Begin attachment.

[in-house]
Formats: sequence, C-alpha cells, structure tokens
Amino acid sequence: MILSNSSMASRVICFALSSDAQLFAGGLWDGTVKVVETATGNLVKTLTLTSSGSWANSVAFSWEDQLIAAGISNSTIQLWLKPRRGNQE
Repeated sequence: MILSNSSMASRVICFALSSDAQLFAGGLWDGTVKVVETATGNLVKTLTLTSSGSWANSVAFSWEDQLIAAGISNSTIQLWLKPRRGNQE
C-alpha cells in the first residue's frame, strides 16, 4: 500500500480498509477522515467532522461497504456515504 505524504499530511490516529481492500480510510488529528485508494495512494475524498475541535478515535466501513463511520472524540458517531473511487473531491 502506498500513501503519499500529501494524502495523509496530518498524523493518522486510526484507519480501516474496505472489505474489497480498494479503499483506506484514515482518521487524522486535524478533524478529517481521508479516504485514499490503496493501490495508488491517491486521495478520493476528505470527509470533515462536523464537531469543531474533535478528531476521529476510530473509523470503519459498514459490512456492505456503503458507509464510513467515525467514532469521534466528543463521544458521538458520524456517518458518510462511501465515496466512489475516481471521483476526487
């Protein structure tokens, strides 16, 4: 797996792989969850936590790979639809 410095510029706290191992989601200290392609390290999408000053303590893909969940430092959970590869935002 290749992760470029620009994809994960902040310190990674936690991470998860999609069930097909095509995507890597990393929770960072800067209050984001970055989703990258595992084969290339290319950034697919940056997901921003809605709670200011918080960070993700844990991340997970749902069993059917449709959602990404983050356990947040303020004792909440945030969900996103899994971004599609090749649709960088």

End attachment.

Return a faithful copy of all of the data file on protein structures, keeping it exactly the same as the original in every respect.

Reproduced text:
[in-house]
Formats: sequence, C-alpha cells, structure tokens
Amino acid sequence: MILSNSSMASRVICFALSSDAQLFAGGLWDGTVKVVETATGNLVKTLTLTSSGSWANSVAFSWEDQLIAAGISNSTIQLWLKPRRGNQE
Repeated sequence: MILSNSSMASRVICFALSSDAQLFAGGLWDGTVKVVETATGNLVKTLTLTSSGSWANSVAFSWEDQLIAAGISNSTIQLWLKPRRGNQE
C-alpha cells in the first residue's frame, strides 16, 4: 500500500480498509477522515467532522461497504456515504 505524504499530511490516529481492500480510510488529528485508494495512494475524498475541535478515535466501513463511520472524540458517531473511487473531491 502506498500513501503519499500529501494524502495523509496530518498524523493518522486510526484507519480501516474496505472489505474489497480498494479503499483506506484514515482518521487524522486535524478533524478529517481521508479516504485514499490503496493501490495508488491517491486521495478520493476528505470527509470533515462536523464537531469543531474533535478528531476521529476510530473509523470503519459498514459490512456492505456503503458507509464510513467515525467514532469521534466528543463521544458521538458520524456517518458518510462511501465515496466512489475516481471521483476526487
């Protein structure tokens, strides 16, 4: 797996792989969850936590790979639809 410095510029706290191992989601200290392609390290999408000053303590893909969940430092959970590869935002 290749992760470029620009994809994960902040310190990674936690991470998860999609069930097909095509995507890597990393929770960072800067209050984001970055989703990258595992084969290339290319950034697919940056997901921003809605709670200011918080960070993700844990991340997970749902069993059917449709959602990404983050356990947040303020004792909440945030969900996103899994971004599609090749649709960088």